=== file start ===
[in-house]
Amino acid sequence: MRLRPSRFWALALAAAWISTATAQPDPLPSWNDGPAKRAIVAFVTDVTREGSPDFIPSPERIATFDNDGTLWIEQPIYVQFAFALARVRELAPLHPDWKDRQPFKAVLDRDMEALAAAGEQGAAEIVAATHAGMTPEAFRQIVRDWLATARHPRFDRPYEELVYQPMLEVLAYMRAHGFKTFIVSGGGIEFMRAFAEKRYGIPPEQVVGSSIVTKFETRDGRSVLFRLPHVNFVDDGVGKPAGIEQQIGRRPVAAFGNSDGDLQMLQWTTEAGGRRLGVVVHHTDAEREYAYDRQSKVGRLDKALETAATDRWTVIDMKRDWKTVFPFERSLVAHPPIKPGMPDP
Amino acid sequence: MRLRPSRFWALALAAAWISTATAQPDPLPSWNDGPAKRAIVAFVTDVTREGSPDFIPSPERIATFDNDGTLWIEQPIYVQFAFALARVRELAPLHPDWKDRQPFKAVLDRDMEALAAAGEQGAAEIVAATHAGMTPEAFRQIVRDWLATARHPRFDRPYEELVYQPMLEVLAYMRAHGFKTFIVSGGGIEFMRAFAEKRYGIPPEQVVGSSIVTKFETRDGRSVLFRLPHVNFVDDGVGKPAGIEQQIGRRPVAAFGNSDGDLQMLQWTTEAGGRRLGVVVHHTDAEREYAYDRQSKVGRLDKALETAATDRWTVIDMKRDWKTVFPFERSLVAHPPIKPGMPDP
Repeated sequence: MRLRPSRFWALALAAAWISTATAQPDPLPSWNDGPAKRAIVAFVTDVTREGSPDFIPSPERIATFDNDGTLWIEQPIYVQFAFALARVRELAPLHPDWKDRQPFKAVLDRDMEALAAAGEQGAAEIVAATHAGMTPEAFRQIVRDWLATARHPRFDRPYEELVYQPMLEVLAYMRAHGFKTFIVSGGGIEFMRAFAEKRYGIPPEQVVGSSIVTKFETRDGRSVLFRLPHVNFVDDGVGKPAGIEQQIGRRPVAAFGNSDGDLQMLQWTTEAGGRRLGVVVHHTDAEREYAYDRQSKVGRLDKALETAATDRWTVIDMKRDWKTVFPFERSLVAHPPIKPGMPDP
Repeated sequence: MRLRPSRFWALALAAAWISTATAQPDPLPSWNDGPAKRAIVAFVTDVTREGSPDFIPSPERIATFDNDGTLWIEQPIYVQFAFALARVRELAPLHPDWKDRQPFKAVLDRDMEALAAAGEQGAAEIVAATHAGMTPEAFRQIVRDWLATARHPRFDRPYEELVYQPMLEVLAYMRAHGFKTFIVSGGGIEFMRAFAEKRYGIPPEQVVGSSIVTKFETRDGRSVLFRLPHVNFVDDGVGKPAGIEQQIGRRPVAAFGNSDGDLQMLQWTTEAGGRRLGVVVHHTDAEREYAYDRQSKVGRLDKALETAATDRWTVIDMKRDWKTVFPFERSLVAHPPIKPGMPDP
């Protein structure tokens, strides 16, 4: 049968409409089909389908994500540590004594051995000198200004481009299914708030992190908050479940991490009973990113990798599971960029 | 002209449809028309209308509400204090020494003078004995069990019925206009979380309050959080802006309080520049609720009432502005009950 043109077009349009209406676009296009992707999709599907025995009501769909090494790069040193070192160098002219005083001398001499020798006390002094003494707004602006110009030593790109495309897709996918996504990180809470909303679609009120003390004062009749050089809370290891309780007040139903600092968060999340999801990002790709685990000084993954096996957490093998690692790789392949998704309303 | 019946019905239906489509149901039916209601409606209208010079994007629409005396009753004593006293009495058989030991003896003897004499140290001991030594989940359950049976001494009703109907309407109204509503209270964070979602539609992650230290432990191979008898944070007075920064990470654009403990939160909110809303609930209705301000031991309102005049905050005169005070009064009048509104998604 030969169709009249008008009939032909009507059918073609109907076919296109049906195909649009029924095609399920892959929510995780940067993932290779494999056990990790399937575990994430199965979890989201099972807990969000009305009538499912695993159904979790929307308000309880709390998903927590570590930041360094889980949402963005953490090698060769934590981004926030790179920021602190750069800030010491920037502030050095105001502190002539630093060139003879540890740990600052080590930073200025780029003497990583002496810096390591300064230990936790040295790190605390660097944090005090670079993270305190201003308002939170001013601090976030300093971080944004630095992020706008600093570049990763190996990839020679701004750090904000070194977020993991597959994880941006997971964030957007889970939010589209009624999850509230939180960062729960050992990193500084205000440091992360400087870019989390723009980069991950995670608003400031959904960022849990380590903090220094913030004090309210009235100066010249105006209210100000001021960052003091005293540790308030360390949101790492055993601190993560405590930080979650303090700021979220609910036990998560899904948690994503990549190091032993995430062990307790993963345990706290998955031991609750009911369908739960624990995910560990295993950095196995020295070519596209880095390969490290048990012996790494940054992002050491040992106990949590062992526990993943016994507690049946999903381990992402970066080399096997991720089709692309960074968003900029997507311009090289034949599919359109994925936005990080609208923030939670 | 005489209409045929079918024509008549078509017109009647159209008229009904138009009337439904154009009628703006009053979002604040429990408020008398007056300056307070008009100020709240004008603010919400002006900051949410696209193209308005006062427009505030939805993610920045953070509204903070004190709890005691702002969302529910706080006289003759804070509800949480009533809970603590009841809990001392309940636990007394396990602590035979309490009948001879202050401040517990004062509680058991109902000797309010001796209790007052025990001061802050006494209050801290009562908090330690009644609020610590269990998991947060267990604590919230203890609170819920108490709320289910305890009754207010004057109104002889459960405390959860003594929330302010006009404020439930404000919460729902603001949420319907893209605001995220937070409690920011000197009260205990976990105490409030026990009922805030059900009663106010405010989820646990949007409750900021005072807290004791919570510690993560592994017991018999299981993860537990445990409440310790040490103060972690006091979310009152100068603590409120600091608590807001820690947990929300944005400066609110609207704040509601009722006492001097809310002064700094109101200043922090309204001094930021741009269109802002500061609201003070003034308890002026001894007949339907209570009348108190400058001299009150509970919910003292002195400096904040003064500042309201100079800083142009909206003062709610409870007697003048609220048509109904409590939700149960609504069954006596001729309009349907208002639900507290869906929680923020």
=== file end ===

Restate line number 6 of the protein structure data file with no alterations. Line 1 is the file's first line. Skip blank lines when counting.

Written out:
């Protein structure tokens, strides 16, 4: 049968409409089909389908994500540590004594051995000198200004481009299914708030992190908050479940991490009973990113990798599971960029 | 002209449809028309209308509400204090020494003078004995069990019925206009979380309050959080802006309080520049609720009432502005009950 043109077009349009209406676009296009992707999709599907025995009501769909090494790069040193070192160098002219005083001398001499020798006390002094003494707004602006110009030593790109495309897709996918996504990180809470909303679609009120003390004062009749050089809370290891309780007040139903600092968060999340999801990002790709685990000084993954096996957490093998690692790789392949998704309303 | 019946019905239906489509149901039916209601409606209208010079994007629409005396009753004593006293009495058989030991003896003897004499140290001991030594989940359950049976001494009703109907309407109204509503209270964070979602539609992650230290432990191979008898944070007075920064990470654009403990939160909110809303609930209705301000031991309102005049905050005169005070009064009048509104998604 030969169709009249008008009939032909009507059918073609109907076919296109049906195909649009029924095609399920892959929510995780940067993932290779494999056990990790399937575990994430199965979890989201099972807990969000009305009538499912695993159904979790929307308000309880709390998903927590570590930041360094889980949402963005953490090698060769934590981004926030790179920021602190750069800030010491920037502030050095105001502190002539630093060139003879540890740990600052080590930073200025780029003497990583002496810096390591300064230990936790040295790190605390660097944090005090670079993270305190201003308002939170001013601090976030300093971080944004630095992020706008600093570049990763190996990839020679701004750090904000070194977020993991597959994880941006997971964030957007889970939010589209009624999850509230939180960062729960050992990193500084205000440091992360400087870019989390723009980069991950995670608003400031959904960022849990380590903090220094913030004090309210009235100066010249105006209210100000001021960052003091005293540790308030360390949101790492055993601190993560405590930080979650303090700021979220609910036990998560899904948690994503990549190091032993995430062990307790993963345990706290998955031991609750009911369908739960624990995910560990295993950095196995020295070519596209880095390969490290048990012996790494940054992002050491040992106990949590062992526990993943016994507690049946999903381990992402970066080399096997991720089709692309960074968003900029997507311009090289034949599919359109994925936005990080609208923030939670 | 005489209409045929079918024509008549078509017109009647159209008229009904138009009337439904154009009628703006009053979002604040429990408020008398007056300056307070008009100020709240004008603010919400002006900051949410696209193209308005006062427009505030939805993610920045953070509204903070004190709890005691702002969302529910706080006289003759804070509800949480009533809970603590009841809990001392309940636990007394396990602590035979309490009948001879202050401040517990004062509680058991109902000797309010001796209790007052025990001061802050006494209050801290009562908090330690009644609020610590269990998991947060267990604590919230203890609170819920108490709320289910305890009754207010004057109104002889459960405390959860003594929330302010006009404020439930404000919460729902603001949420319907893209605001995220937070409690920011000197009260205990976990105490409030026990009922805030059900009663106010405010989820646990949007409750900021005072807290004791919570510690993560592994017991018999299981993860537990445990409440310790040490103060972690006091979310009152100068603590409120600091608590807001820690947990929300944005400066609110609207704040509601009722006492001097809310002064700094109101200043922090309204001094930021741009269109802002500061609201003070003034308890002026001894007949339907209570009348108190400058001299009150509970919910003292002195400096904040003064500042309201100079800083142009909206003062709610409870007697003048609220048509109904409590939700149960609504069954006596001729309009349907208002639900507290869906929680923020």